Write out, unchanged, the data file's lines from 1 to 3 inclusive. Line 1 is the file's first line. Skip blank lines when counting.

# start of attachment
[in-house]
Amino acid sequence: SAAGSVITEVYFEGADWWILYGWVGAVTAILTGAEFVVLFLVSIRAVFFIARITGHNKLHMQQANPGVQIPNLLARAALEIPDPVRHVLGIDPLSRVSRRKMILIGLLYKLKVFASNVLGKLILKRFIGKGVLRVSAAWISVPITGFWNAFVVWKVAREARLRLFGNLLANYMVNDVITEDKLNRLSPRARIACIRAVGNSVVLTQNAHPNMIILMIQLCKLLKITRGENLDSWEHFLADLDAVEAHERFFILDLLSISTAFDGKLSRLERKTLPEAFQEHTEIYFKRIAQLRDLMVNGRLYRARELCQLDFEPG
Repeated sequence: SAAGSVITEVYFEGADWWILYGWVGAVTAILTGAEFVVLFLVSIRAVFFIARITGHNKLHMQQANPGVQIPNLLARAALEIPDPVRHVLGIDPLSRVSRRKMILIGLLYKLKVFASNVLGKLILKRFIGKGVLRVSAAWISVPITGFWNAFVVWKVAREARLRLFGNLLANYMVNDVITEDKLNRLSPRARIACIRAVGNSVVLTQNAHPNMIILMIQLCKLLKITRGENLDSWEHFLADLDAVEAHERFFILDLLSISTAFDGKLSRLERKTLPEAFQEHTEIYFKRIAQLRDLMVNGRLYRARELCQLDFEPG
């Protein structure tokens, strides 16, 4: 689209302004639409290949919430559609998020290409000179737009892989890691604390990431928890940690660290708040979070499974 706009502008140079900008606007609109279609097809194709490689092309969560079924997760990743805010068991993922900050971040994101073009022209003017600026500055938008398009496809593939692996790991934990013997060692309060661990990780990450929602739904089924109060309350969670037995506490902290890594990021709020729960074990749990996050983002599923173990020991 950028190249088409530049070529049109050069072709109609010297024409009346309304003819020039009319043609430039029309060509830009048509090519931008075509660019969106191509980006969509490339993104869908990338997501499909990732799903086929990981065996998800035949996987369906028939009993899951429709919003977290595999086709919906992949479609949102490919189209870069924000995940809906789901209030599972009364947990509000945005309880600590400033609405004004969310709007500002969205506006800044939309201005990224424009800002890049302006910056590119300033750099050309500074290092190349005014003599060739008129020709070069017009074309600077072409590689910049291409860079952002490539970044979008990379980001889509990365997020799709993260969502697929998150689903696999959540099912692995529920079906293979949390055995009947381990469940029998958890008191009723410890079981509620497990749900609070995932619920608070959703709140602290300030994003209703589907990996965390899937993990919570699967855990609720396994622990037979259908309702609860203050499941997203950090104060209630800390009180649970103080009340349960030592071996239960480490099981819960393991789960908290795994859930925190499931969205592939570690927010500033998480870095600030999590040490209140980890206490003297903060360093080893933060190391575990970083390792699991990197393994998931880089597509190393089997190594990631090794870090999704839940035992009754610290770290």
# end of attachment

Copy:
[in-house]
Amino acid sequence: SAAGSVITEVYFEGADWWILYGWVGAVTAILTGAEFVVLFLVSIRAVFFIARITGHNKLHMQQANPGVQIPNLLARAALEIPDPVRHVLGIDPLSRVSRRKMILIGLLYKLKVFASNVLGKLILKRFIGKGVLRVSAAWISVPITGFWNAFVVWKVAREARLRLFGNLLANYMVNDVITEDKLNRLSPRARIACIRAVGNSVVLTQNAHPNMIILMIQLCKLLKITRGENLDSWEHFLADLDAVEAHERFFILDLLSISTAFDGKLSRLERKTLPEAFQEHTEIYFKRIAQLRDLMVNGRLYRARELCQLDFEPG
Repeated sequence: SAAGSVITEVYFEGADWWILYGWVGAVTAILTGAEFVVLFLVSIRAVFFIARITGHNKLHMQQANPGVQIPNLLARAALEIPDPVRHVLGIDPLSRVSRRKMILIGLLYKLKVFASNVLGKLILKRFIGKGVLRVSAAWISVPITGFWNAFVVWKVAREARLRLFGNLLANYMVNDVITEDKLNRLSPRARIACIRAVGNSVVLTQNAHPNMIILMIQLCKLLKITRGENLDSWEHFLADLDAVEAHERFFILDLLSISTAFDGKLSRLERKTLPEAFQEHTEIYFKRIAQLRDLMVNGRLYRARELCQLDFEPG